Dumb A/C condensation drain


Last night as I was working in my basement shop the central A/C kicked on. After about 30 minutes, I happened to glance down to see a growing puddle around the base of my furnace. The water was coming from the condensation drain on the A/C. Something had plugged the drain and the water was bubbling out on the floor.
Near as I can tell, whoever installed the centrail A/C in my house just punched a hole through the floor and glued a piece of PVC pipe in as a drain for the condensation. The water is supposed to just wick away under the concrete pad, I guess. It's sandy soil tens of feet deep, and on top of a hill, so there's excellent drainage. Still, I don't like the arrangement.
Furnace is in the exact center of the basement, with pedestrian traffic all around. Sump crock is in the far corner. Can't get to the sump crock without either laying pipe across where people walk, or busting up the floor. Don't like either option.
Any alternatives, like a small sump and pump that I can use to lift the water up and over, along the joists, and down into the sump crock in the corner?
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On Thu, 07 Aug 2008 14:21:29 -0700, mkirsch1 wrote:

Lowe's has a condensation pump at some stores. Do a search on the Lowes web site for: condensation pump. The is one item that caught my eye, which is Lowe's item #189246. Float control, plastic pipe attachment, 2 quart holding tank.
Note the Customer ratings is only 3.4. (out of 4.0) It is just a pump, tank and float control. It should be at least 3.8.
Phil
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The condensate pump at the HD web site has a higher customer rating.
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It's based on only two reviews - that doesn't necessarily mean much.
R
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Condensate pumps die. I'd clear the current drain and make it work again. A condensate pump could be used to pump "overflow" if the current drain plugs again, or you could set the drain up with an overflow switch which would sound a "clean me" alarm.
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Bob F wrote:

Eh, likewise, a condensate pump (a good one, at least) comes with a set of contacts that (open or close? I'm not sure) when the water level reaches a certain height in its tank; higher than the cut-in level. You can use that to shut down the furnace, sound an alarm, or both (if you are handy with relays.)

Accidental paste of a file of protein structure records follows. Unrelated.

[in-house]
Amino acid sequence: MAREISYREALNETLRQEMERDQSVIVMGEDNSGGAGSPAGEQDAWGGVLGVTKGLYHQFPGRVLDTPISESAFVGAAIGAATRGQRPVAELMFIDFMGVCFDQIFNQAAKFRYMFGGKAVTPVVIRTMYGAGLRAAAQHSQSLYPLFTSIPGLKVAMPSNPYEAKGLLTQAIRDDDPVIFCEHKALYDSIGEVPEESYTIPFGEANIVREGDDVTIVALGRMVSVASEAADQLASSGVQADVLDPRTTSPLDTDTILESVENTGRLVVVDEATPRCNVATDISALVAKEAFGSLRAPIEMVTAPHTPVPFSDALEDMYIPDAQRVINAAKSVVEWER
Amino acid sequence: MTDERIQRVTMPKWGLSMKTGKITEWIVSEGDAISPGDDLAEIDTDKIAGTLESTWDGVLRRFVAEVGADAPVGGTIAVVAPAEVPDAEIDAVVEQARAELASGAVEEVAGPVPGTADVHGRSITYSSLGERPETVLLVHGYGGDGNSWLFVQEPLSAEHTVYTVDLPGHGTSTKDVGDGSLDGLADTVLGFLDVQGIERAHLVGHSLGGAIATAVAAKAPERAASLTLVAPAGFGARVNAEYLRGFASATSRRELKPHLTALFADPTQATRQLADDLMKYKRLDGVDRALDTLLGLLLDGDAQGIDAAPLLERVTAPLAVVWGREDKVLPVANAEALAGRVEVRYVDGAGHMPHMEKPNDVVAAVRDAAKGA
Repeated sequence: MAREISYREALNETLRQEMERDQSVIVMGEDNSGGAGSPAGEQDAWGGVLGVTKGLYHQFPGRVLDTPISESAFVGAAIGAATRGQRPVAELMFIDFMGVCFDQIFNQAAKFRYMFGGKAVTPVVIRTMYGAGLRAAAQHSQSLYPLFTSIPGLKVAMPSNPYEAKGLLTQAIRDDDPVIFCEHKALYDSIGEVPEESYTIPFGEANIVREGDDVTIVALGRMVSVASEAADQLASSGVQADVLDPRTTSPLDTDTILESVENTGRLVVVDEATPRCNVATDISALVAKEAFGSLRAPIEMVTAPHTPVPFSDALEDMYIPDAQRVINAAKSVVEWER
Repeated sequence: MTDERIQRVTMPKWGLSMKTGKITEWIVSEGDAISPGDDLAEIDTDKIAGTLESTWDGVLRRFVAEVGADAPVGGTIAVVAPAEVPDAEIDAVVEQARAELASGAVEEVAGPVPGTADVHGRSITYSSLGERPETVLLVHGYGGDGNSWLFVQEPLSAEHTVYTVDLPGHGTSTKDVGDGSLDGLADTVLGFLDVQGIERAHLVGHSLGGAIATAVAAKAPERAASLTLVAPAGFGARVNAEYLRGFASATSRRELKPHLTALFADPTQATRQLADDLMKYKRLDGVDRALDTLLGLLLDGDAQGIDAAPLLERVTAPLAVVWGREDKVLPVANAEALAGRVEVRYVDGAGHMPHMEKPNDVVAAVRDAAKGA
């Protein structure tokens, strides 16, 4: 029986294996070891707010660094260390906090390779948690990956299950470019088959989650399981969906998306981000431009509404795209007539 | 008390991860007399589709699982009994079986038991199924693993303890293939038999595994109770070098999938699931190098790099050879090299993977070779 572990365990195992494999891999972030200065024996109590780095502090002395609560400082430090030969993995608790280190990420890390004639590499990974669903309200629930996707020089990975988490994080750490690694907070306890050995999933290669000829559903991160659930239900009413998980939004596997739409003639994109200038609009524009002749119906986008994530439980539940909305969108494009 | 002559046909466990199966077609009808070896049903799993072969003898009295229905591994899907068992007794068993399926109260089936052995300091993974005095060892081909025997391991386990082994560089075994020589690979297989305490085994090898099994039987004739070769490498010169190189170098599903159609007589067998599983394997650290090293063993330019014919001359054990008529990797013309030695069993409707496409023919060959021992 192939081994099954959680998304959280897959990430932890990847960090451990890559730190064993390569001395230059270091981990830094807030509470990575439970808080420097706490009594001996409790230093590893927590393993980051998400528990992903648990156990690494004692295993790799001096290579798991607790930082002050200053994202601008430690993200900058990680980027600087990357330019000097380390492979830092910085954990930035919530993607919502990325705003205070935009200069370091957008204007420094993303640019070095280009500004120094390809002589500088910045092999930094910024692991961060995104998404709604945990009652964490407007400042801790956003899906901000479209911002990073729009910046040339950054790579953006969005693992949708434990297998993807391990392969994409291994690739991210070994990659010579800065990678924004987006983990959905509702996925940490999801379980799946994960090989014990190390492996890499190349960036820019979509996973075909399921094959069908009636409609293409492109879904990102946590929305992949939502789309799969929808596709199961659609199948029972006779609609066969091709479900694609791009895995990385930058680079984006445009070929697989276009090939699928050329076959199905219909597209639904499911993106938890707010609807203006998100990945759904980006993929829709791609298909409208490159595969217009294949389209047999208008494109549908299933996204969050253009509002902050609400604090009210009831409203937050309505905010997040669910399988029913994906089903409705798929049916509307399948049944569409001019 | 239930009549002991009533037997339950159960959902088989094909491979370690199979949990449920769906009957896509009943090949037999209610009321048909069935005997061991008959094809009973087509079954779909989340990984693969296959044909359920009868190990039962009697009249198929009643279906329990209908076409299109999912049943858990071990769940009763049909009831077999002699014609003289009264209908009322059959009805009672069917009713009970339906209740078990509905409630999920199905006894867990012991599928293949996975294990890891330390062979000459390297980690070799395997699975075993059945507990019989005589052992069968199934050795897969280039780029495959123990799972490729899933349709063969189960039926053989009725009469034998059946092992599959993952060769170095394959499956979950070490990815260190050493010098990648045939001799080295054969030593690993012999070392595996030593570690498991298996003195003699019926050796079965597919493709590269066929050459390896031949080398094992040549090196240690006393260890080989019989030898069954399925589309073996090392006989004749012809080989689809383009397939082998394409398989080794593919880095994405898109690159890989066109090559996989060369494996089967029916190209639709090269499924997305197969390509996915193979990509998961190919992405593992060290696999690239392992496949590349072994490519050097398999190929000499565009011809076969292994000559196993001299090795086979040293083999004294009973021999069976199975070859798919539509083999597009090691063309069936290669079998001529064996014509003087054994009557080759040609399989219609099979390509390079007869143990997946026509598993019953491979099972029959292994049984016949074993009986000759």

I'd be curious if in the OP's situation it wouldn't be possible to trench the concrete rather than digging it up, to take the drain water over to the sump without the condensate pump, which is less elegant than the right solution.
At least he HAS a sump... I don't have any drain lower than a couple feet off the floor in my basement.
nate
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snipped-for-privacy@rochester.rr.com wrote:

A/C evaporator units usually have TWO drains. The one you see may be the overflow drain, to be used only if the primary becomes clogged.
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On Thu, 7 Aug 2008 14:21:29 -0700 (PDT), snipped-for-privacy@rochester.rr.com wrote:

How old is the house and how long has this worked successfully?
If it's been working more than 5 or 10 years, I'd just repair what I had. Not sure if it is less than 5 years.

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snipped-for-privacy@rochester.rr.com wrote:

Condensate pumps can be quite reliable if installed and maintained properly. I will always install a timed release detergent/ biocide strip in the evaporator pan when using one. The strips will keep things clear and flowing for months at a time.
http://www.johnstonesupply.com/corp/tabid/1783/default.aspx?product_group472
http://tinyurl.com/6dm4ru
[8~{} Uncle Monster
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